As far as Turkey’s foreign policy focus is concerned, Davutoğlu identified three main areas: 1) strengthening ties with its transatlantic partners, 2) expanding its policy of “zero problems with neighbors” to open Turkey to new areas, and 3) reaching out to new regions in order to further Turkey’s influence. Davutoğlu said that not being a part of the European Union was not Turkey’s fault. “We had a proactive vision…especially with Cyprus in 2004…” He added Turkey wants and needs to be included in TTIP (Transatlantic Trade and Investment Partnership) negotiations because Turkey’s vision is transatlantic, and Turkey values its relationship with the United States.

 

 

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Europe after the Lisbon Treaty: Are EU member states still sovereign?

AHI attended a conference that examined the impact the Lisbon Treaty has had on the EU. The Institute of World Politics hosted the conference, December 4, 2013. Tymoteusz Zych, professor, University of Warsaw and an expert at the Adam Smith Institute, spoke on the subject.

Zych briefly provided a history of the EU, its founding principles and the framework of the organization. He also expanded on the structures of central EU institutions such as the European Parliament, the European Commission, its Court of Justice and the European Central Bank. As Zych describes, the EU is an international organization, confederation and federation. After passage of the Lisbon Treaty, some organizational changes included a full-time presidency within the European council, the creation of the High Representative position for foreign affairs and security policy, and the extension of double majority voting, to name a few.

Zych also discussed the high coal usage in many EU countries, especially the more industrialized ones. EU goals regarding the environment are to reduce greenhouse emissions by 20% until 2020 and establish energy efficiency. Zych then addressed falling fertility rates in EU. Many countries are far below the 2.1% threshold needed to retain growth, a problem exacerbated by a quickly aging population and higher retirement ages.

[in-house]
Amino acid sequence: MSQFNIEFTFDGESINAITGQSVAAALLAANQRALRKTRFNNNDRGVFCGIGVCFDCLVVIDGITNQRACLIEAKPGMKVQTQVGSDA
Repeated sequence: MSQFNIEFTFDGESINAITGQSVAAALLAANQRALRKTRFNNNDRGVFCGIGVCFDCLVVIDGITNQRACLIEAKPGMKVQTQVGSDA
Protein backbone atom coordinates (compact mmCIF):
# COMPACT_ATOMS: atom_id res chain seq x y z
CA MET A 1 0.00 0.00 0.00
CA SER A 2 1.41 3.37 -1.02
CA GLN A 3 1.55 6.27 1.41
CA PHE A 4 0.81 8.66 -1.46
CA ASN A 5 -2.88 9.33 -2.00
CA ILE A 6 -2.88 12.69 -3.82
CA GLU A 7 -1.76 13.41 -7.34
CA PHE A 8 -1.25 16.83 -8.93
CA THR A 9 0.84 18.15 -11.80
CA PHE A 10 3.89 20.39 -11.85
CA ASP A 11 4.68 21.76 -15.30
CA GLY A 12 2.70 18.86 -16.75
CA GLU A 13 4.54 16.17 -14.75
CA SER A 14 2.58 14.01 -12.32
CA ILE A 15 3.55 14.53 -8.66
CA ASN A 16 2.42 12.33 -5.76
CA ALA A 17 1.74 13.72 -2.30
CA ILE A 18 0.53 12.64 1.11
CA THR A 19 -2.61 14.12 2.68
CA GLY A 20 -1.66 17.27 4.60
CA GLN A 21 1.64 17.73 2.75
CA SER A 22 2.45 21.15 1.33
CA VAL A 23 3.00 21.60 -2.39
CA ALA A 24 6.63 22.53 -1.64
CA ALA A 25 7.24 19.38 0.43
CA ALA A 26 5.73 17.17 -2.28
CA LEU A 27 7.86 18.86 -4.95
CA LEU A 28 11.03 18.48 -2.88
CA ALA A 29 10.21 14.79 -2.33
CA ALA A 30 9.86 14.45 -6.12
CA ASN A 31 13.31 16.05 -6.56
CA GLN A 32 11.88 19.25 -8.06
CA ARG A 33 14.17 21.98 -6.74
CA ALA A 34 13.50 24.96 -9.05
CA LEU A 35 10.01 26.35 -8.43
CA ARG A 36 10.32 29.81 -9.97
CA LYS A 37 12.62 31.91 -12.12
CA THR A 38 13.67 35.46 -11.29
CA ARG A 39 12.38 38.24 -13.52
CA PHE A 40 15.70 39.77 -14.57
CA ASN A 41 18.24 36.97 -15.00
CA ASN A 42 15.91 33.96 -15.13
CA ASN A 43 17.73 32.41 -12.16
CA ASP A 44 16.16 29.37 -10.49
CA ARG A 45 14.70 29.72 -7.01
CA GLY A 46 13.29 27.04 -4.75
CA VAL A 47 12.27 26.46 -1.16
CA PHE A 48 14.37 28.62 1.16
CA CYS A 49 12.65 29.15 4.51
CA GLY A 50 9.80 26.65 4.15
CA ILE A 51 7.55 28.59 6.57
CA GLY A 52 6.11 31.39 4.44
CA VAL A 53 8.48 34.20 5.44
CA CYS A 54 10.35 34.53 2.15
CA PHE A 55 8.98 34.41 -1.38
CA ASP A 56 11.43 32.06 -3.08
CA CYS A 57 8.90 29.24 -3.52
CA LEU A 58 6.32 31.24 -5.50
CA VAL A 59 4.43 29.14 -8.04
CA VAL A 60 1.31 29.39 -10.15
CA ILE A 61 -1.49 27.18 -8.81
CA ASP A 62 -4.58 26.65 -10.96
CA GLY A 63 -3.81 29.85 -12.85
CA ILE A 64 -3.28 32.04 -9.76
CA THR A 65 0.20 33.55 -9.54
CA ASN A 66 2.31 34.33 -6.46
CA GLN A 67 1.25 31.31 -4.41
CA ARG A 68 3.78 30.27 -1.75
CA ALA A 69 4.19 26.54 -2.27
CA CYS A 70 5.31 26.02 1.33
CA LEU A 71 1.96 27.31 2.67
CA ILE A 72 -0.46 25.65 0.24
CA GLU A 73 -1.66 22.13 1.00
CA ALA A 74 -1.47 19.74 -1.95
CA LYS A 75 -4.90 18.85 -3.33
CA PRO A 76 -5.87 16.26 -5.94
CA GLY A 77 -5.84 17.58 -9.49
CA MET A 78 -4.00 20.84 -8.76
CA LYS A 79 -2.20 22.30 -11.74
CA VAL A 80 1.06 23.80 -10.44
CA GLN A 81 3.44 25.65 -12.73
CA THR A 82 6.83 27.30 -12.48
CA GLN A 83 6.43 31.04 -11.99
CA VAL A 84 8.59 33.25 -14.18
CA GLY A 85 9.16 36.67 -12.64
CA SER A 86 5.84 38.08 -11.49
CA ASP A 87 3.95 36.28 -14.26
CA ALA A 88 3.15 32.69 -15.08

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Looking Ahead: Greece's Priorities for its Upcoming Presidency of the EU Council

AHI attended a discussion with Greek Deputy Minister for Development and Competitiveness Panagiotis Mitarachi hosted by the Center for Strategic and International Studies (CSIS), December 13, 2013. Heather Conley, CSIS, moderated the discussion.

Deputy Minister Miterachi discussed Greece’s upcoming EU presidency in light of the following topics: priorities (growth, jobs and cohesion), further integration of the Eurozone, migration (including a need for an improved EU policy and better border mobility), and an integrated approach to maritime affairs. He emphasized that trade will continue to be a key driver for growth in Europe and the importance of TTIP (Transatlantic Trade and Investment Partnership). He also commented on Greece’s current economic state and that this was Greece’s first year of meeting its budget objective since the start of the recession. “People need to know that Greece is open for business,” Miterachi stated. He reminded attendees that unemployment is still high but there are ways to further stimulate growth (such as the Trans-Adriatic Pipeline and what this means for Greece and its neighboring countries).

During the question and answer portion, Miterachi was asked about the Macedonia name dispute. He replied Greece will look for policy stances from its neighbors to be more accommodating as they work to resolve the problem. When questioned about Greece’s maritime strategy and stance on Cyprus’s right to its EEZ, he replied Greece not only supports Cypriot President Nicos Anastasiades but also considers exploiting potential resources in the Mediterranean a priority. Greece looks forward to raising the EEZ topic at a European level, he said. Conley interjected that it was in the best interest of the United States and Greece that the United States Senate “finally” ratifies the UN convention on the Law of the Sea Treaty. In her opinion, this is long overdue.